More Information on Convergence 2020

More Information on Abolition Convergence 2020:

This event is organized by the Abolition Collective, publishers of Abolition: A Journal of Insurgent Politics (more info at abolitionjournal.org) in collaboration with community groups in Toronto. The collective members belong to grassroots anti-oppression movements across the U.S. and Canada. Following three “mini-conferences” at the Western Political Science Association Conference, Abolition chose to reject the traditional academic conference format, opting instead for an independent event that brings together activists, educators, and community members, with the explicit purpose of fighting against the ways in which educational institutions hoard resources for learning. The 2020 Toronto Convergence builds on the relationships formed during the 2017 Convergence in Minneapolis.

On Decolonization

We are approaching decolonization as a process of telling the truth about, resisting and undoing the impacts of colonialism in all areas of our lives. It is also a process of Indigenous Nations resurging and thriving based on Indigenous ways of being; knowledges; languages; land-based and water-based cultural practices; and political, economic and justice systems. Decolonization means the return of traditional territories to Indigenous Nations, renewed respect for the leadership of Indigenous women and 2SLGBTQQIA people, and an end to the ongoing genocide. Decolonization needs to happen in people’s minds to refuse colonial ideas that deny Indigenous Peoples’ humanity. Violent actions based on these ideas are the reason there are so many murdered and missing Indigenous women, girls and 2SLGBTQQIA people. And decolonization needs to happen in society to dismantle settler colonialism and ensure that non-Indigenous people respect the sovereignty of Indigenous Nations.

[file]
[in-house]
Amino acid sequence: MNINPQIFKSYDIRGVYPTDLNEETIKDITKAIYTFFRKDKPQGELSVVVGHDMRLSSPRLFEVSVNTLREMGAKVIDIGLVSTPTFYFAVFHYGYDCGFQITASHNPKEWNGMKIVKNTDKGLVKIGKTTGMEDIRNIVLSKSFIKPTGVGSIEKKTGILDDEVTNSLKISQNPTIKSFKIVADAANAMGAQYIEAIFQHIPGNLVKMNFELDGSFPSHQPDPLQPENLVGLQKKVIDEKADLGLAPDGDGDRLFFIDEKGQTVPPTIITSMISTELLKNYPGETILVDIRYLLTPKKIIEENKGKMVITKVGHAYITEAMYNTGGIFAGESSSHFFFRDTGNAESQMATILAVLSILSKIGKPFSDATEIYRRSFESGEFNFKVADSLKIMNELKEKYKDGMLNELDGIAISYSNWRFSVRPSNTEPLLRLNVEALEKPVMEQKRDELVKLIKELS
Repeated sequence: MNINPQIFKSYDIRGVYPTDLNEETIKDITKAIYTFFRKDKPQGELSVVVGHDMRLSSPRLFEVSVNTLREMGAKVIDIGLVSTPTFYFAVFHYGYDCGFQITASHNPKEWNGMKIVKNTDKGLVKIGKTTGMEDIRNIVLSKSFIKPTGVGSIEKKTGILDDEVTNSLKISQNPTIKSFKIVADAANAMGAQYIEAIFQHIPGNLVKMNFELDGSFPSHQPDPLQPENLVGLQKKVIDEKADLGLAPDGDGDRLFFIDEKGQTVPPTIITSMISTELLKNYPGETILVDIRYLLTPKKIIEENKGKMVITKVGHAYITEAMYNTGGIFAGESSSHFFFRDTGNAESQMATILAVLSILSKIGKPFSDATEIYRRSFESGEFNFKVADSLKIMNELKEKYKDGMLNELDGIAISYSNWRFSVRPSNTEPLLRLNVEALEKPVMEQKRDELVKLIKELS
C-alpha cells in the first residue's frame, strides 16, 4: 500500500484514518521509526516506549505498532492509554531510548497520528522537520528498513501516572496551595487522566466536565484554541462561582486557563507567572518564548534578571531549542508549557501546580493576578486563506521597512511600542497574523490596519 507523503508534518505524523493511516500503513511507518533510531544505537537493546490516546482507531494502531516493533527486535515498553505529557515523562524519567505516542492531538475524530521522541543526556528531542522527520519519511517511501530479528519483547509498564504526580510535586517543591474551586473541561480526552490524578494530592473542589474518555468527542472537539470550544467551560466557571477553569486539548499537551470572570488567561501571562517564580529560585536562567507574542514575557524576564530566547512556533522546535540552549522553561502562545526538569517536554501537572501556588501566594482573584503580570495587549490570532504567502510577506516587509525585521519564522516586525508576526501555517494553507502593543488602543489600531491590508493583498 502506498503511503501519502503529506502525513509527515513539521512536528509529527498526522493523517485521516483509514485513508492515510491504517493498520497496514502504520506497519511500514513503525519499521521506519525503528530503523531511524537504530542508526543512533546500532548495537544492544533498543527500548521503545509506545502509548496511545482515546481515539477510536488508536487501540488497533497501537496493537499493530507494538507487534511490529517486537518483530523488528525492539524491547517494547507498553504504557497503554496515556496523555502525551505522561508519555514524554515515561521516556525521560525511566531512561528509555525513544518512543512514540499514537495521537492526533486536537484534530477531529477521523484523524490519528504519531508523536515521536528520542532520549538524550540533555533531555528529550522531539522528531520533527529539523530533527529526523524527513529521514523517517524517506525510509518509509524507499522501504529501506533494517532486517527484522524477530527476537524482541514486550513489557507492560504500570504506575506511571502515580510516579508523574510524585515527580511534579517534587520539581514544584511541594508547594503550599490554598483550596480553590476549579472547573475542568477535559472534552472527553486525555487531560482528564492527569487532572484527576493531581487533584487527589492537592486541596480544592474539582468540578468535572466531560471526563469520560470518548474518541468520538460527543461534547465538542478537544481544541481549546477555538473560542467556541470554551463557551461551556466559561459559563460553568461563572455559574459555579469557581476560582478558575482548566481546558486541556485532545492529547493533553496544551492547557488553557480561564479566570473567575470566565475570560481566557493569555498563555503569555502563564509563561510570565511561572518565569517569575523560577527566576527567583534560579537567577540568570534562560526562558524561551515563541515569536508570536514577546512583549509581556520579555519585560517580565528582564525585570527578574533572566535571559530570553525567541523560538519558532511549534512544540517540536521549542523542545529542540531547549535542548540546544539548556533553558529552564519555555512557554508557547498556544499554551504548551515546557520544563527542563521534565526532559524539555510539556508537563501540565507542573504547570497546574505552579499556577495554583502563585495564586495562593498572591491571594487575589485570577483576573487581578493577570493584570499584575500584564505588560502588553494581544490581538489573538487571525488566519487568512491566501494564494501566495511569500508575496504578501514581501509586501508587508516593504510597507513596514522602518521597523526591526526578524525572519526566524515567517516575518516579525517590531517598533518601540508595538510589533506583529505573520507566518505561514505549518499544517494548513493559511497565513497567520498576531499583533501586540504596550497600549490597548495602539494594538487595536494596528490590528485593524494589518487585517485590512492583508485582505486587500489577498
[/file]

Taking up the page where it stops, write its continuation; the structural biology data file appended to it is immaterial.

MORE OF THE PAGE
On Abolition

We understand abolition as an undoing of borders, prisons, police, settler states, heteropatriarchy, capitalism, colonialism and imperialism and all other forms of authority that ar tangled together to produce the era we live in. Abolition is a broad concept, rooted in the drive to build alternatives to these violent state structures which define our societies. Individuals and movements throughout history have employed abolitionist tactics to resist and dismantle oppressive systems and replace them with practices that support the empowerment and liberation of all our communities.

What are Decolonial and Abolitionist Future(s)?

Our futures are a continuation of the past and the present: the wisdom derived from our ancestors and Elders continues to ground present day liberation struggles. Just like the way the mushroom draws on its millenial of knowledge to take shape and form in relationship with other living beings, often underground,  the actions we take today on the streets, on the land, in community centers, in the workplace, in shelters, in our schools and at home are the very foundation for the world we wish to build for future generations.

Abolition is happening now, all around us. From Tent City to migrant justice or sex worker organizing, abolition by necessity involves a diversity of strategies and approaches. Anti-colonial Indigenous movements have long refused the imposition of settler law onto their sovereign territories and continue to fight for jurisdiction over, and protect, their lands, waters, families, governments and social institutions – from Mik’maq grandmothers on the frontlines against Alton Gas in the east to the Wet’su’wet’en Strong movement against Coastal Gaslink in the north west. Sometimes there are tensions between different anti-colonial and abolitionist struggles. During the convergence, we hope to create space for multiple perspectives and for working across difference.

Abolition can take the form of actions big and small, such as supporting safe injection sites in your neighbourhood, counter protesting against white supremacists, joining a care team for a friend in need, setting up community food banks, acting within or in solidarity with Indigenous movements, or planting a community garden. In truth, the possibilities for abolition strategies are endless, and these forms of “fugitive organizing”  are critical for the broader abolitionist project we hope to co-create. During the three day convergence, we aim to draw upon the everyday organizing of the people around us, to take our imaginations to the limit, to actively build hope and to implement strategies within, against and beyond existing systems.

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